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8th August, 2019

Natural Disasters: Know Your Rights

We’ve all had to take time off work for situations out of our control. Illness is probably the most common, but childcare issues or emergencies with the home or car are also fairly common. But what about natural disasters, or ‘acts of God’?

2 businessmen sit on a briefcase in the rain

What would you do if your home or town suddenly flooded?

 

After the recent evacuation in Whaley Bridge, we thought we’d take a look at what your rights are in the workplace in such an unusual situation…

Natural Disasters and The Law…

In the UK, the law is very clear. If staff have to miss work due to a natural disaster, the employer has no legal obligation to pay them. The only time this doesn’t apply is if there is something specifically citing natural disasters in your contract, which isn’t very common.

However, many employers will take a more considerate view. If something completely unexpected happens, most businesses will allow staff to either take the time as holiday or perhaps make up the time down the line. A lot will depend on whether the whole business has had to shut down or whether the disaster has just affected a small section of the workforce.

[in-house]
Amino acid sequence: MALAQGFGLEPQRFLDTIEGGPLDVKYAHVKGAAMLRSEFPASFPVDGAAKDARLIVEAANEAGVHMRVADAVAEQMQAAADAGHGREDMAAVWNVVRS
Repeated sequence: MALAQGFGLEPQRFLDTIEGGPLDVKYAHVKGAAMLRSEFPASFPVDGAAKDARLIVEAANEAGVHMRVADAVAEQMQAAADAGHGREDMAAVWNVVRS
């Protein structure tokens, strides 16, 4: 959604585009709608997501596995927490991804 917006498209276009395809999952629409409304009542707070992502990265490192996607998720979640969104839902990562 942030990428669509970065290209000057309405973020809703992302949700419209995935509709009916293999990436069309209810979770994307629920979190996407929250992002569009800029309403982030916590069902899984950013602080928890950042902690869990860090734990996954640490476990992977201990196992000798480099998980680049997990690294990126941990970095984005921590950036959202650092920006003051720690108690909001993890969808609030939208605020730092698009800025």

Crucially, you must never assume what your boss will decide. If something does happen that stops you going to work (or even forces the whole business to shut), the first thing to do is talk to your boss to find out what the expectations will be. This way, you won’t face an awkward or frustrating situation when you return.

Snow and Other Weather…

Although the recent situation in Whaley Bridge has been terrible for the local businesses and residents, it is thankfully a very unusual one and therefore most businesses won’t have a contingency plan. However, there might be something in place for adverse weather, especially in areas such as the Peak District where towns like Buxton and Whaley are regularly cut off!

tiny figures in the snow

What about if snow stopped play?

 

Check your contract and any policies to find out if your employer has anything in place. If they don’t, consider raising it with your boss or the HR department. Depending on the type of business you work for, there may be things that can be agreed to keep things going if staff are affected by any ‘acts of God’ in the future!

For more information about your rights in the workplace, visit the acas website or take a look at the rest of our recent blog posts. And if you’re looking for a brand new employer, why not check out our latest jobs?

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